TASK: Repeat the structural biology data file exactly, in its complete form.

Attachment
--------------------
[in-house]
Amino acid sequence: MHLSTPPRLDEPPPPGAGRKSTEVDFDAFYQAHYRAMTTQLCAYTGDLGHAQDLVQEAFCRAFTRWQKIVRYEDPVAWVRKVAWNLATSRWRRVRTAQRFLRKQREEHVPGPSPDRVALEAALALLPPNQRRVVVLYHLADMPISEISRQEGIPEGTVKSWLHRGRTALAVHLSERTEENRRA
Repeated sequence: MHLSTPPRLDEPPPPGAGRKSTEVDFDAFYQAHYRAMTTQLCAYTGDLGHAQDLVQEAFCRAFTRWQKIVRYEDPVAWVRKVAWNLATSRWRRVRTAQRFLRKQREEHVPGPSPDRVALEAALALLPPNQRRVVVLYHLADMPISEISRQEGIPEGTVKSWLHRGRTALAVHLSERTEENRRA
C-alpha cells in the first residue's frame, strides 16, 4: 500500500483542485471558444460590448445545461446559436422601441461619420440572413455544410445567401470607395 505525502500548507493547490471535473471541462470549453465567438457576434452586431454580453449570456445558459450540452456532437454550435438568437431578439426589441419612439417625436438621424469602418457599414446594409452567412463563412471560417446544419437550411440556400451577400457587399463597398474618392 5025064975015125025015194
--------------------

[in-house]
Amino acid sequence: MHLSTPPRLDEPPPPGAGRKSTEVDFDAFYQAHYRAMTTQLCAYTGDLGHAQDLVQEAFCRAFTRWQKIVRYEDPVAWVRKVAWNLATSRWRRVRTAQRFLRKQREEHVPGPSPDRVALEAALALLPPNQRRVVVLYHLADMPISEISRQEGIPEGTVKSWLHRGRTALAVHLSERTEENRRA
Repeated sequence: MHLSTPPRLDEPPPPGAGRKSTEVDFDAFYQAHYRAMTTQLCAYTGDLGHAQDLVQEAFCRAFTRWQKIVRYEDPVAWVRKVAWNLATSRWRRVRTAQRFLRKQREEHVPGPSPDRVALEAALALLPPNQRRVVVLYHLADMPISEISRQEGIPEGTVKSWLHRGRTALAVHLSERTEENRRA
C-alpha cells in the first residue's frame, strides 16, 4: 500500500483542485471558444460590448445545461446559436422601441461619420440572413455544410445567401470607395 505525502500548507493547490471535473471541462470549453465567438457576434452586431454580453449570456445558459450540452456532437454550435438568437431578439426589441419612439417625436438621424469602418457599414446594409452567412463563412471560417446544419437550411440556400451577400457587399463597398474618392 5025064975015125025015194